Don’t be fooled: Indoor tanning isn’t pretty

Research has found that the use of indoor tanning equipment before the age of 35 increases an individual’s risk of developing melanoma by 75 percent. Here’s more on why this country needs legislation

Don't be fooled: Indoor tanning isn't pretty

Source: Best Health Magazine, May 2012

You’ve probably seen the roadside signs with giant fluorescent letters advertising ‘Special: New clients get three tans for $3!’ or ‘Unlimited tanning for one low monthly price!’ In fact, there scarcely goes a day when we don’t see ads for indoor tanning. They’re in magazines, bus shelters, newspapers and online banners, not to mention those pesky Facebook ads. But indoor tanning is not as safe as advertisers would have you believe.

In 2009, a report from the World Health Organization’s International Agency for Research on Cancer (WHO’IARC) announced that the agency had moved indoor tanning to its highest cancer risk category”carcinogenic in humans.’ This puts indoor tanning alongside 107 other cancer-causing substances like tobacco, arsenic, radon and plutonium!

The IARC also reported the scientific evidence linking indoor tanning to melanoma to be ‘sufficient and compelling.’ Extensive research has shown that melanoma, the most serious form of skin cancer, is caused by excessive exposure to ultraviolet (UV) rays from both the sun and indoor tanning equipment. One fact advertisers may have forgotten to tell Canadians is that some indoor tanning equipment can emit UV rays that are five times more concentrated than the sun during peak hours. In fact, it is estimated that about 90 percent of melanomas are associated with severe UV exposure and sunburn.

A 2006 analysis study conducted by an IARC working group, entitled ‘The association of use of sunbeds with cutaneous malignant melanoma and other skin cancers: A systematic review,’ found that the use of indoor tanning equipment before the age of 35 increases an individual’s risk of developing melanoma by 75 percent. While it is impossible to completely avoid sun exposure, it is very easy to avoid the use of indoor tanning equipment and by doing so greatly reduce your risk of developing skin cancer, which is a preventable disease.

Common myths

Advertisers often make claims that indoor tanning is a safe way to tan; in truth, no tan is a safe tan, regardless of whether it’s obtained indoors or out. At most, a tan provides a sun protection factor (SPF) of two to four, which is not enough to protect you while you’re outside. Research has shown that the regular use of indoor tanning equipment causes photoaging of the skin and irreparable DNA damage, as well as melanoma. Melanoma can result in disfigurement following the excision of malignant tumours from the skin and even death if it’s not detected and treated early.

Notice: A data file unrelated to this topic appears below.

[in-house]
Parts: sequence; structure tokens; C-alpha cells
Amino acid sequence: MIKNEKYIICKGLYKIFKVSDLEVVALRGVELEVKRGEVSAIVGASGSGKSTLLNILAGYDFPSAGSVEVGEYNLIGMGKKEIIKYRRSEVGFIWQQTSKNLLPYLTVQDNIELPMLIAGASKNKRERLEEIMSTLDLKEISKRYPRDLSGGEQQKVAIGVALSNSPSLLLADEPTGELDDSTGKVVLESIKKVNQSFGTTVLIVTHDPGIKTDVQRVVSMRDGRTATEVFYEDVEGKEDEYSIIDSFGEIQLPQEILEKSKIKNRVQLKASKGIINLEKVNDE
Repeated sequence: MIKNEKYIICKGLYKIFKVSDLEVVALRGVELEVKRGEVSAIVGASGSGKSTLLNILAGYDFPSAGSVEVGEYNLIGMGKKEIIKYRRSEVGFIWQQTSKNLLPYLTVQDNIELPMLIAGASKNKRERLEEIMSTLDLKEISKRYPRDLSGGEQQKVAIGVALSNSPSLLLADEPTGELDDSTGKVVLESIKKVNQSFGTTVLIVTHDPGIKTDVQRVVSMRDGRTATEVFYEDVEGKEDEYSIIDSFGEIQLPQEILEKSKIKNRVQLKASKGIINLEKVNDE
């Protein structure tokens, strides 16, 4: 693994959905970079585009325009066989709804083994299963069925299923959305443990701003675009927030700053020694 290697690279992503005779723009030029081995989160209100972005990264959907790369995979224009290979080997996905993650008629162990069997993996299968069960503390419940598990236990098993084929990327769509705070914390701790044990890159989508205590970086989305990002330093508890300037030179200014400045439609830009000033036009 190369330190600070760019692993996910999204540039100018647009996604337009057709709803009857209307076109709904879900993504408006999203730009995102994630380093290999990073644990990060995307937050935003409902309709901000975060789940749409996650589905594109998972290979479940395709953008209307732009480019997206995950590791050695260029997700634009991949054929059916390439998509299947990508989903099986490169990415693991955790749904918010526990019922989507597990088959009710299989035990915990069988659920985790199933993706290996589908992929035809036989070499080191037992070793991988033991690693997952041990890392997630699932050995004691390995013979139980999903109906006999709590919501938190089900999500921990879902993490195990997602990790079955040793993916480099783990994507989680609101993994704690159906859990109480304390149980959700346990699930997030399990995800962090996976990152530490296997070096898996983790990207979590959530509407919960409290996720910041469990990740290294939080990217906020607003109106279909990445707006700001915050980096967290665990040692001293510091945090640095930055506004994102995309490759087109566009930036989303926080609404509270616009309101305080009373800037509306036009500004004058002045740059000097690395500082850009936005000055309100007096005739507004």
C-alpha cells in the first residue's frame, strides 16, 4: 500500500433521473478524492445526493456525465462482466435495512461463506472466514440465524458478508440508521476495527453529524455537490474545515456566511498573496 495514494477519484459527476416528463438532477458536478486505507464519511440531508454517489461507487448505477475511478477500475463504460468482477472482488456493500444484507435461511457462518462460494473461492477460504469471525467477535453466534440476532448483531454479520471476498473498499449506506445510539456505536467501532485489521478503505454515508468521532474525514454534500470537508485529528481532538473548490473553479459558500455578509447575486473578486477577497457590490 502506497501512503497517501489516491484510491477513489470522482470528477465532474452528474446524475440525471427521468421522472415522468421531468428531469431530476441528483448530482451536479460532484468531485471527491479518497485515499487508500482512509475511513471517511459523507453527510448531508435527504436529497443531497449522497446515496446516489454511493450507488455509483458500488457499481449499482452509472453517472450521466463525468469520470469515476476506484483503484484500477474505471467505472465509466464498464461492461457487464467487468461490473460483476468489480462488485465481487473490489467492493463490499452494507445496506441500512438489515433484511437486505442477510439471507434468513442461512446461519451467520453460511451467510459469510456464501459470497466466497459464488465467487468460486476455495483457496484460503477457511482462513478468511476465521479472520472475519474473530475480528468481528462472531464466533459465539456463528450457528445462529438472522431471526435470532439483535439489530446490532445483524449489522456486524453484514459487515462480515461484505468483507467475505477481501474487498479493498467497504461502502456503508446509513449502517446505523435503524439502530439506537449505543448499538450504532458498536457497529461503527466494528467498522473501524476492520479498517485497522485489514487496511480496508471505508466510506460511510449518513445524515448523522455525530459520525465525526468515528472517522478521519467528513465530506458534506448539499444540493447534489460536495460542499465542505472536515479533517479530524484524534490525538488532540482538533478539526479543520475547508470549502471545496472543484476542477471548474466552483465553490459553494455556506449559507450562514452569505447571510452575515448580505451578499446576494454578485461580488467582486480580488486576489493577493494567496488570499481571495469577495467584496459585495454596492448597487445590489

The arguments have also been made that indoor tanning will help to solve vitamin D deficiencies, which are prevalent among Canadians. As it happens, most Canadians receive enough UVB radiation during sunny months through incidental exposure to produce the amount of vitamin D needed to maintain healthy levels. During the winter months, the Canadian Dermatology Association (CDA), along with Health Canada and WHO, recommends taking a daily vitamin supplement or making dietary changes to increase vitamin D levels.

It is the position of the CDA that, in the interest of protecting young Canadians, the government institute formal regulations regarding access to indoor tanning equipment. Tanning advocates argue legislation is not a reasonable means to regulate indoor tanning and that a system of parental consent is more suitable and in line with current practices. However, a 2008 study by the Canadian Cancer Society found 60 percent of tanning facilities didn’t ask customers for proof of age.

In early 2011, the city of Victoria passed a landmark bylaw in Canada making it illegal for those under the age of 18 to use tanning beds. In May 2011, the province of Nova Scotia followed suit and imposed province-wide legislation to ban teens from using tanning salons. Formal legislation is also being pushed for in Alberta, Ontario, Quebec and Manitoba. There is some progress, but Canada is falling behind; countries that have a ban in place for teens at the national level are France (1997), Scotland (2008), Austria (2009), Germany (2009) and the United Kingdom (2010).

The government must address the issue of access to indoor tanning equipment by introducing legislation as it did for both alcohol and tobacco. As for any known carcinogen, Canadian children and adolescents should be protected from UV radiation emitted by tanning beds. To that end, a private member’s bill was introduced in Parliament at the close of the winter session calling for stricter labelling of tanning equipment as well as restrictions on access to the equipment for those under age 18. The CDA fully supports this initiative, and on Melanoma Monday (May 7), the CDA, along with media partner Best Health magazine, will hold an awareness event on Parliament Hill. The hope is that this bill will become legislation in the next year.

Editor’s Note

Best Health magazine is proud to be a vocal supporter of legislation to ban tanning beds for teens in Canada. We’ve been passionate about the importance of sun safety since 2008 when the magazine launched, and in our May 2009 issue we called our readers to action in the article, ‘Let’s Outlaw Tanning Beds For Teens.’ It’s encouraging to see that real progress continues to be made in Canada, but we can still do more. Let your MP know that you support the new proposed legislation.

This article was originally titled "Don’t be fooled: Indoor tanning isn’t pretty" in the May 2012 issue of Best Health. Subscribe today to get the full Best Health experience’and never miss an issue!